By Dawn M. Sanders
I ‘see’ from the latest news headlines that: the judge presiding over the man who shot Michael Brown, a Black unarmed teenager in Ferguson, Missouri in the deep South of the US, has decided against all reason, not to indict the police officer who perpetrated the murder.
Michael was just eighteen when he was shot and apparently lay for four and a half hours in the streets – having died from the bullet.
He was just a little older than what my son is now and had his whole life in front of him.
No reason has ever been given as to why the young man was shot so randomly – he hadn’t committed an offense, but… His skin was black within a hotbed of long-standing, deep-rooted racism running through the deep southern United States.
Why am I writing about this and why can I empathise with the plight and struggle for people of colour and open contempt for them?
Because… I’m severely visually impaired and, when I went to school and grew up in Southern California, in what could be dubbed the “post-segregated era” of the ‘70s and ‘80s, parents still didn’t want their white kids hanging out with the black or Mexican-American kids.
Everybody tended to “stick to their own” and if you didn’t, you were seen as rebelling or some kind of deviant.
I remember when my mother freaked out when I was twelve and had a boyfriend who was black – Rodney was sweet and, why shouldn’t I – I just didn’t ‘get the blind prejudice’ especially from a woman who was half Mexican herself.
Yet my mother seemed to subscribe to the whole ‘white is right’ mentality of so-called middle-class America – even though, we were anything but middle-class, as she raised five of us on her own on welfare benefits.
Growing up severely visually impaired, shunned in the playground, at football games or at lunch tables, I always hung just about where I could squeeze in, which was with the kids of colour, be it black or Mexican, or just with the geeks and rejects…
I always secretly felt: I could relate more with the kids of colour, because they had it harder, they were disadvantaged and many of their parents too, were uneducated as my mother had been.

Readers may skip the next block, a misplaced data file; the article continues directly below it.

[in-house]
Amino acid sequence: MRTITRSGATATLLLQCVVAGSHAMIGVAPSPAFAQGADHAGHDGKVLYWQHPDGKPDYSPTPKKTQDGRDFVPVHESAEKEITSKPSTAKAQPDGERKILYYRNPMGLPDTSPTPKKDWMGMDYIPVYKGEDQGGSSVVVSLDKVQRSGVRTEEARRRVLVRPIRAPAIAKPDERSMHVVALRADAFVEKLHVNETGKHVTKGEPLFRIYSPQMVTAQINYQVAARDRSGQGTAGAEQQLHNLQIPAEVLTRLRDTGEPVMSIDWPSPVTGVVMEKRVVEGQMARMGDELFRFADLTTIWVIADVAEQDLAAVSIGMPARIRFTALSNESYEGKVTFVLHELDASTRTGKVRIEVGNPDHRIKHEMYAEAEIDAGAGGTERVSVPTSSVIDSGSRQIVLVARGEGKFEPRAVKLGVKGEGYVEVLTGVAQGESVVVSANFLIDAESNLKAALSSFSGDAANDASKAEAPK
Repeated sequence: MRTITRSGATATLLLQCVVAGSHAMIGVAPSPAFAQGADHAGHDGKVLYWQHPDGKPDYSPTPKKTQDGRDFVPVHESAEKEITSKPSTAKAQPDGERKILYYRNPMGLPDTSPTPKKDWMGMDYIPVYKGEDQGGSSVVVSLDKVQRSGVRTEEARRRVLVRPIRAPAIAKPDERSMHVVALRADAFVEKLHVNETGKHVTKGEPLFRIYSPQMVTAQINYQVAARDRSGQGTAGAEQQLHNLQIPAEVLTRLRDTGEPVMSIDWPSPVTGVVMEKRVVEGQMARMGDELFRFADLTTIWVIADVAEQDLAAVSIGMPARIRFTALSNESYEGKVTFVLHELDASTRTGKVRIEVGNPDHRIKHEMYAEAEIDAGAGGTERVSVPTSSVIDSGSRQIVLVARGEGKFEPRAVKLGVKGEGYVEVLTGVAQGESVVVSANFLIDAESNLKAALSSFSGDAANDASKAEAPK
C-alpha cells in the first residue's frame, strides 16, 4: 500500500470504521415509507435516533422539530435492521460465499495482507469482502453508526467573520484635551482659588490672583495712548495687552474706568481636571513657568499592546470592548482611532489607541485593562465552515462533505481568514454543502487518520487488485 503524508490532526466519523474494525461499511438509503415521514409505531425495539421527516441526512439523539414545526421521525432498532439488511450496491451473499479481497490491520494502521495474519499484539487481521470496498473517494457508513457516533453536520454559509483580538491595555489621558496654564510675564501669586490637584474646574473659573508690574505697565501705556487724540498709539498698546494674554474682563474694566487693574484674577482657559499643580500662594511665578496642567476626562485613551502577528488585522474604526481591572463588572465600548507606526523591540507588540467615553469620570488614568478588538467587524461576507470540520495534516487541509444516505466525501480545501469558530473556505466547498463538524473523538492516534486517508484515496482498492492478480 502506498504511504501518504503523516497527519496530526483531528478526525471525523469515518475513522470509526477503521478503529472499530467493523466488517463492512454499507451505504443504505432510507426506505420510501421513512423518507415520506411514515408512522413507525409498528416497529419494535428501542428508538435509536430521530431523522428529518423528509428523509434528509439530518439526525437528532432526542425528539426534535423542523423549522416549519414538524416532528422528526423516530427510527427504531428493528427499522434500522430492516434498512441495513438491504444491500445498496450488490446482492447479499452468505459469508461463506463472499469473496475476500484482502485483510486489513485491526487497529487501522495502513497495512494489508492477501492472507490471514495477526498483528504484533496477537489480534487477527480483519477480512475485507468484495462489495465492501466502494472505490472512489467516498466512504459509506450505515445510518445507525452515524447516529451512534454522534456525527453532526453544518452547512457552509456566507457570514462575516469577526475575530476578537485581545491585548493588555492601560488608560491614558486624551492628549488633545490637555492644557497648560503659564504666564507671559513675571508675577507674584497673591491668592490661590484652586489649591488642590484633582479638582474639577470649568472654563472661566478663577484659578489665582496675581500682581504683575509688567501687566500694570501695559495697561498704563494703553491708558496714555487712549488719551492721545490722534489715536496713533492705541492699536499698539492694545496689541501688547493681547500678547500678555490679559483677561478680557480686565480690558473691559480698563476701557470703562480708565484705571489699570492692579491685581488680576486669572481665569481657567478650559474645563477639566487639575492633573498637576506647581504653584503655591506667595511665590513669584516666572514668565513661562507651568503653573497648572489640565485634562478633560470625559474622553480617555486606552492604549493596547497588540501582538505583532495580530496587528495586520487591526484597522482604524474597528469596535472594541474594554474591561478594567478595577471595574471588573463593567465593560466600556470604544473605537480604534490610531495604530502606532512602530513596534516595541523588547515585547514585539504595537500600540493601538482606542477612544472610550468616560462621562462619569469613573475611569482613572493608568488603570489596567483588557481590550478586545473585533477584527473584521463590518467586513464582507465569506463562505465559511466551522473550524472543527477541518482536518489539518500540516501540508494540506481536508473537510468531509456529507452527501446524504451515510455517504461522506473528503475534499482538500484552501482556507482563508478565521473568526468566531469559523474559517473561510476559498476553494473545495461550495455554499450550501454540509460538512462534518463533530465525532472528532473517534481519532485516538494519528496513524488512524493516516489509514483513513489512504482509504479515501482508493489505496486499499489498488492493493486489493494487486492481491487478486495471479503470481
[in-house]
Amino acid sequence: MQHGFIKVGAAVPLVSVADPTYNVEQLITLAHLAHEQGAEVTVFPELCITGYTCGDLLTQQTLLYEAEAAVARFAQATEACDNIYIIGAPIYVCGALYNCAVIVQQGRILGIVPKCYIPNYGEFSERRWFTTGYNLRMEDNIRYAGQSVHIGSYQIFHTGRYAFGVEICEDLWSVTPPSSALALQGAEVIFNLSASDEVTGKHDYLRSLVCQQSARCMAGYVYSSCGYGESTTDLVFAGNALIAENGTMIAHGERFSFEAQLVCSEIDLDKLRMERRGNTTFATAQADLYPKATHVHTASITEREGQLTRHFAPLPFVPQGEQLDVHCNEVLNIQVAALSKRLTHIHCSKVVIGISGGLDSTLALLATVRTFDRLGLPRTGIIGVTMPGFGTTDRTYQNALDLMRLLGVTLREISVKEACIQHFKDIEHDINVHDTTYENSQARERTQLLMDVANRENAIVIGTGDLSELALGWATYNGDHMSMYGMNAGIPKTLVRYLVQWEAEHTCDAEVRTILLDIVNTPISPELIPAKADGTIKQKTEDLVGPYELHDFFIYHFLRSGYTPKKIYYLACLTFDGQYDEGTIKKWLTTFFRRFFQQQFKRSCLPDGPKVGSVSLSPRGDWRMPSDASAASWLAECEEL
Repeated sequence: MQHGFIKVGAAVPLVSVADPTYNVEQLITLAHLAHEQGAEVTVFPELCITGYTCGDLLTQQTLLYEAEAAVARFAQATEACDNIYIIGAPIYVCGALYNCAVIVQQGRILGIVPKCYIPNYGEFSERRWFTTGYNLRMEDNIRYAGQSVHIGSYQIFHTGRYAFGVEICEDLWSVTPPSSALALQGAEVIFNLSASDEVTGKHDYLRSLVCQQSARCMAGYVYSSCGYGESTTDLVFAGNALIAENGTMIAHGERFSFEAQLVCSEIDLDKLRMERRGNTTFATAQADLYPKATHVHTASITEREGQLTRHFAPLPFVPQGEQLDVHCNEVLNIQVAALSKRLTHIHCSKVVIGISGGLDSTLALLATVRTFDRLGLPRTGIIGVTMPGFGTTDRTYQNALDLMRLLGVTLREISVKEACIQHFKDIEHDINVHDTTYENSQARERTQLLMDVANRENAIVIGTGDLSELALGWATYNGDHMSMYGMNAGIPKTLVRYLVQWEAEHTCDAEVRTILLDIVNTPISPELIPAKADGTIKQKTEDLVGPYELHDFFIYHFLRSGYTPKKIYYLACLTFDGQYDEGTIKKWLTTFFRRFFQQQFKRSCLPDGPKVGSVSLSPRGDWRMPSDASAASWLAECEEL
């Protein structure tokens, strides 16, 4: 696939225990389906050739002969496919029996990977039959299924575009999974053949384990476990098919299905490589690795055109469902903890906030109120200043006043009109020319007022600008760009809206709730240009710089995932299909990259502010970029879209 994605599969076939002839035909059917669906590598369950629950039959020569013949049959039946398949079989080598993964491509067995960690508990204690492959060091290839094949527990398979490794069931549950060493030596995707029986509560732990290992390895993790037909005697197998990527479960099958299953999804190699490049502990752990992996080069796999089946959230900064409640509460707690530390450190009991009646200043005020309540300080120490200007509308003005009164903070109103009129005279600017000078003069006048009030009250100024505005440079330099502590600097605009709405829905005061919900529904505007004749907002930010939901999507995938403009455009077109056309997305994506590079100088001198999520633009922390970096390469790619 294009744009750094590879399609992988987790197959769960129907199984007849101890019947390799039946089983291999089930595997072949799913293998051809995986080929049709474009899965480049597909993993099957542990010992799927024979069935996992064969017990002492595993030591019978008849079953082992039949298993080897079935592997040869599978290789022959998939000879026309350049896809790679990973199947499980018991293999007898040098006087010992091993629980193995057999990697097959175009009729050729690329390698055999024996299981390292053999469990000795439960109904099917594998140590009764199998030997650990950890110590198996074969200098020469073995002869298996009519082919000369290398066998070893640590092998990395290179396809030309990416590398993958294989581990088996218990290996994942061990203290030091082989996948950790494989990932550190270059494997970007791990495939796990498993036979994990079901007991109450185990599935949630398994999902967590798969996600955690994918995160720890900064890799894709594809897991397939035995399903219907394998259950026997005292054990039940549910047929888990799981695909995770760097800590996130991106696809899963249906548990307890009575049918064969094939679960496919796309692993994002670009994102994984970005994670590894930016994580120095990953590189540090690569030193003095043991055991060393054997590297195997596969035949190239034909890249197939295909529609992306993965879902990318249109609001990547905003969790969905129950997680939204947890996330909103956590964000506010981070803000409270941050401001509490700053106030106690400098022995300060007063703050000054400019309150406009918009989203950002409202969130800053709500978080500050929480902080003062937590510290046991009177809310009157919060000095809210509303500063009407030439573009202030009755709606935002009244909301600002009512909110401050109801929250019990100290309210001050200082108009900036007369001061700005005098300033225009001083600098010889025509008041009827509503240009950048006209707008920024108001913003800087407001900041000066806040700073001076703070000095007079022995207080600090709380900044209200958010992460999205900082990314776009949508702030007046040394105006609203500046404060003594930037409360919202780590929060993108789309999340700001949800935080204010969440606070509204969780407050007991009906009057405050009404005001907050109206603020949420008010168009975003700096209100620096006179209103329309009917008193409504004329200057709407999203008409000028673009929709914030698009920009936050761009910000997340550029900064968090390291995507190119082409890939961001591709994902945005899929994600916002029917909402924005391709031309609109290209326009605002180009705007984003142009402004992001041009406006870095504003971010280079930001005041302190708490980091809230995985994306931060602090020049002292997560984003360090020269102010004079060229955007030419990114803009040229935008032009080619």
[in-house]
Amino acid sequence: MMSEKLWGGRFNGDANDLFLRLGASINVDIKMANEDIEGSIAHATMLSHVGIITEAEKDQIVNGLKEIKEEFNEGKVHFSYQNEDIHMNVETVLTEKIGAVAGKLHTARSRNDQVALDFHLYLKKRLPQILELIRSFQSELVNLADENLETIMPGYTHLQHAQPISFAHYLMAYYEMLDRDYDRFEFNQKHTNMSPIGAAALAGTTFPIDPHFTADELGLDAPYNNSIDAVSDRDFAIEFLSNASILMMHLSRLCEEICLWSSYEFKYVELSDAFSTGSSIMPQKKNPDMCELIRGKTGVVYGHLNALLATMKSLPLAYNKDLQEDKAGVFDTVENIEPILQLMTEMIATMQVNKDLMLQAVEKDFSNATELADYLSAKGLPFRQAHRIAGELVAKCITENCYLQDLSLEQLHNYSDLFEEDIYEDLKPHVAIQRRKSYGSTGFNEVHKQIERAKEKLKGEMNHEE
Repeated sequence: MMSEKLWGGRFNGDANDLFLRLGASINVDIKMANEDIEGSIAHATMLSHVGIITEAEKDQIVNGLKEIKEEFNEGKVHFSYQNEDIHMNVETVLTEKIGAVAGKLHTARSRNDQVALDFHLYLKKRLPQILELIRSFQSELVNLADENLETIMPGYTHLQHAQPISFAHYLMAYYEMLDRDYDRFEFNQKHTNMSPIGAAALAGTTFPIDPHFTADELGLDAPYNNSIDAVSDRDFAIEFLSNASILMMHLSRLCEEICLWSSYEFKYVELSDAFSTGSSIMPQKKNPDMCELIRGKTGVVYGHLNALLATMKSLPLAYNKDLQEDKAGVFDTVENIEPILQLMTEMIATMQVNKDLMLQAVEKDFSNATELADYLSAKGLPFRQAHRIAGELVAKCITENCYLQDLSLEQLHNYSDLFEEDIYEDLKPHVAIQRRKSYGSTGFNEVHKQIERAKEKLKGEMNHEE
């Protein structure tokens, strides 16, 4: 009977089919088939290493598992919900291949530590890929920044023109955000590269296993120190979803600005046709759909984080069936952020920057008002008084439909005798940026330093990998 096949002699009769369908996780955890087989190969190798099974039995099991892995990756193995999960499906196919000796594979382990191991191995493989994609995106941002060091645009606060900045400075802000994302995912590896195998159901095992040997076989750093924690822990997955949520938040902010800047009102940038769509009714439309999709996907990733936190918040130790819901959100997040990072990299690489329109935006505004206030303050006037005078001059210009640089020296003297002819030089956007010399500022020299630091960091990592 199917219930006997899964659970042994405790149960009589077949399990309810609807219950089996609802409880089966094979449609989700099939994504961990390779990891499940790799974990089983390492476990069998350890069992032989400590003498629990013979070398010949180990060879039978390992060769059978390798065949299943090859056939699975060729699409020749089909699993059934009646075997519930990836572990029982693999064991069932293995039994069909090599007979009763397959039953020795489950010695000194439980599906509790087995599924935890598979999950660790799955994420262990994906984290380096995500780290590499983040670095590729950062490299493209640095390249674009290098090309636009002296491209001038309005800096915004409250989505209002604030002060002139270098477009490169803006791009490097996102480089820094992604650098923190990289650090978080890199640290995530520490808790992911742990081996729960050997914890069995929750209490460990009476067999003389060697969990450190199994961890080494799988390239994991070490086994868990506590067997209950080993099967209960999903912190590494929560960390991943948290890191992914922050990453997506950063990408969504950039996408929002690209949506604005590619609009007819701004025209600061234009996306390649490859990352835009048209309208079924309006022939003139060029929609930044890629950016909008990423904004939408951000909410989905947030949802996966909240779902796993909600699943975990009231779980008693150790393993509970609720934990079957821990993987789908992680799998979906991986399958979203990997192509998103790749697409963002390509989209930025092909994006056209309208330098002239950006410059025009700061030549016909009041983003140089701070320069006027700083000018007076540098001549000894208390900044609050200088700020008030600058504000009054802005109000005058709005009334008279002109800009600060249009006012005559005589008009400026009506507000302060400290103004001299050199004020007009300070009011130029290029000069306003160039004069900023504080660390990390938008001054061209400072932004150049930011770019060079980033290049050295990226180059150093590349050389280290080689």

I’m constantly faced with people who are “blind on the inside”. People look at me and see a white stick before a woman; people presume I don’t clean my house – that someone else does it; people assume I need help getting on a bus, even though I bloody walked to the bus stop; people presume, I can’t make a cup of tea in a self-serve café; people avoid speaking to me and stick to people they can make eye contact with; people presume, the only way to communicate with me, is by “helping me”; yes, I only ‘need help’ – not love and friendship like the rest of society. I consider every one of these kinds of people blind on the inside!
Just as Bijan Stephen wrote about: I’ve been refused entry to nightclubs: “because of health and safety” the all-prevailing excuse of the twenty-first century, on the assumption that: if you’re severely visually impaired you “can’t see what’s going on and might get hurt.”
Yet, these people: from nightclub managers, to policemen to judges, use and abuse their power to systematically dis-empower others because they’re blind on the inside, but clever enough on the outside to get to where they are: in high places where they can look down atop the hierarchy of society with a bad sense of vertigo when they spot any form of ‘difference, person of colour or something that doesn’t blend in with the mundane mediocrity that constitutes what is “normal or okay.”